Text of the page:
nearby parks that feature landforms common to your region. Watch the erosion and deposition
that take place during and after a rainstorm. Visit your local library and check out books that
include information about the local landscape. Have your child help you plan the route and
destination for your next family vacation, keeping in mind the interesting and unusual landforms
you could encounter along the road.
Watch for Home/School Connection sheets that I will be sending home from time to time. On
them you will find suggestions for activities you can do at home with the whole family to extend
and enrich the investigations we will be undertaking in our classroom. If you have any questions
or comments, call or come in and visit our class.
We’re looking forward to weeks of exciting investigations into the features of Earth’s
FOSS Landforms Module
© The Regents of the University of California
Can be duplicated for classroom or workshop use.
Investigation 1: Schoolyard Models
No. 1—Teacher Sheet
No. 1—Teacher Sheet
• Expository and Historical/Biographical Readings. The
expository and historical/biographical readings provide
excellent opportunities for students and parents to discuss
the science content students are learning in the module.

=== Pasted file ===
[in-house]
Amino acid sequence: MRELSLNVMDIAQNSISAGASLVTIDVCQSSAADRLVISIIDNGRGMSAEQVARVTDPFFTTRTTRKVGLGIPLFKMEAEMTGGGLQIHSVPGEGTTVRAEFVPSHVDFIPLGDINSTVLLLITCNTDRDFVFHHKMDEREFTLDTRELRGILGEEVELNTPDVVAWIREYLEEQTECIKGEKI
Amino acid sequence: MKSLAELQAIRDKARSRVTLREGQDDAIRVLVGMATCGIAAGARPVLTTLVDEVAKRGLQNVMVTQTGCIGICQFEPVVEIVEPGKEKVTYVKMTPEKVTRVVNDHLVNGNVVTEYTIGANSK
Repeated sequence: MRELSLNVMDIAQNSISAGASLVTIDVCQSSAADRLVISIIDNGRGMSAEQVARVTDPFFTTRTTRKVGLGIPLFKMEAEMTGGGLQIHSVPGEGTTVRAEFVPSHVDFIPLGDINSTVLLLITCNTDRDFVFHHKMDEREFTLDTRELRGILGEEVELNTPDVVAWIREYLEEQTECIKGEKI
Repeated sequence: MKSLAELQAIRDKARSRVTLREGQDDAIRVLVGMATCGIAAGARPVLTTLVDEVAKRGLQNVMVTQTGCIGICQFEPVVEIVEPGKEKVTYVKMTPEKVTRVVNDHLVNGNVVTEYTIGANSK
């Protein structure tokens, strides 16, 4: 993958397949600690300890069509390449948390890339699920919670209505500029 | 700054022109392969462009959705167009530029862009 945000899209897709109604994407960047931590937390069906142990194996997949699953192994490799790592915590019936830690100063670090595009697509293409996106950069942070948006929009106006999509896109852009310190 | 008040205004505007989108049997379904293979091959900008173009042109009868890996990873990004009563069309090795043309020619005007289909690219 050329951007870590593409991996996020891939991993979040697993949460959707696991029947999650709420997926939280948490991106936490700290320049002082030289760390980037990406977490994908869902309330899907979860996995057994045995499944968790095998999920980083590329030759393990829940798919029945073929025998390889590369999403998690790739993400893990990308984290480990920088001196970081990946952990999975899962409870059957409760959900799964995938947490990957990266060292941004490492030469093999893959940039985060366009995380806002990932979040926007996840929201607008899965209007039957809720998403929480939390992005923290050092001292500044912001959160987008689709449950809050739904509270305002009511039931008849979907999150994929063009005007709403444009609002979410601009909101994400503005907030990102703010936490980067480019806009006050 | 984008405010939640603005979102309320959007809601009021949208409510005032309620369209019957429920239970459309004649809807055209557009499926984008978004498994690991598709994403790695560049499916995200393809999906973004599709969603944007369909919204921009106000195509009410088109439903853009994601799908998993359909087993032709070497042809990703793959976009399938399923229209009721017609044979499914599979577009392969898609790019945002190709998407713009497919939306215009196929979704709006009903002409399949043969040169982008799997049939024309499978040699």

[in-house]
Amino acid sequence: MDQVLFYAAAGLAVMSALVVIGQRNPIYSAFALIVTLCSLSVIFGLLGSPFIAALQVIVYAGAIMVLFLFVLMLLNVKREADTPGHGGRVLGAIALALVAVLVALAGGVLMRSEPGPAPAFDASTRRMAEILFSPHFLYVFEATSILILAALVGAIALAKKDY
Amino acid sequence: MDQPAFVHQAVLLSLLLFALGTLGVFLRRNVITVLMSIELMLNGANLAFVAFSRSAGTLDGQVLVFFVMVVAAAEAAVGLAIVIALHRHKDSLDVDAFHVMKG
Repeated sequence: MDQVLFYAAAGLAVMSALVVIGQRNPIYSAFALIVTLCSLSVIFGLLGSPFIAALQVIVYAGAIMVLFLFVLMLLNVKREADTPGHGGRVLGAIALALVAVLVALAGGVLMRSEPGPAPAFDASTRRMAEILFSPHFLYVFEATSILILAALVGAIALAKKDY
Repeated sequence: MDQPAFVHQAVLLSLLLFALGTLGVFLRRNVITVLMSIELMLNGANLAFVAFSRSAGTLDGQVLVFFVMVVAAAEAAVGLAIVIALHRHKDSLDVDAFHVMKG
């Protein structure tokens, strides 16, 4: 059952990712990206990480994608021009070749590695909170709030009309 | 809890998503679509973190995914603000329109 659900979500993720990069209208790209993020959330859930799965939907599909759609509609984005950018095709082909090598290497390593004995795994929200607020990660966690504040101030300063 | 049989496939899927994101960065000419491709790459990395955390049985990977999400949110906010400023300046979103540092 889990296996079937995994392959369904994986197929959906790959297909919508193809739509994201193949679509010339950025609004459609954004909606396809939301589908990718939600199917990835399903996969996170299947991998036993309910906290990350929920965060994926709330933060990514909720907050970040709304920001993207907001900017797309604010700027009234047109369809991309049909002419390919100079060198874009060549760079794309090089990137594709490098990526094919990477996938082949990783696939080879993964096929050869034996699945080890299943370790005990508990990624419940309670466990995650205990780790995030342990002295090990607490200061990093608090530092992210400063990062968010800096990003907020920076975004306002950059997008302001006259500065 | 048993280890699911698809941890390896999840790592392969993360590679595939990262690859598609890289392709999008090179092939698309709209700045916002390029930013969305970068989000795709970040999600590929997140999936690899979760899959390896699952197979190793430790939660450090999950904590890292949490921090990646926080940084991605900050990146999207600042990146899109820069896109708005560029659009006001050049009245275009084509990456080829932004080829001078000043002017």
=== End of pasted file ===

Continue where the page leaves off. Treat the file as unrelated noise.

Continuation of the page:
Specific articles include Maps and How They Are Made, Shapes
of the Earth, and The Story of Mount Shasta.
• “Questions to Explore.” Students can read the article in
class and then answer the “Questions to Explore” at home
in their science notebooks. You might consider this strategy
after students read Rivers and Controlling the Flow or Real
People in the Grand Canyon.
• After the Story. See the Science Stories folio in the Teacher
Guide for suggestions on how to extend the stories at home.
For example, after students read National Parks, you might
have students research any parks in your area in the library
or on the Internet. If possible, you might also take a field
trip to one or more of the parks.
Watch television newscasts, read newspapers or magazines, and/or browse the Internet
for information about landforms and the natural or human-caused processes that create or
change landforms. Some ideas might include floods, hurricanes and storm surges,
earthquakes, landslides, and dams.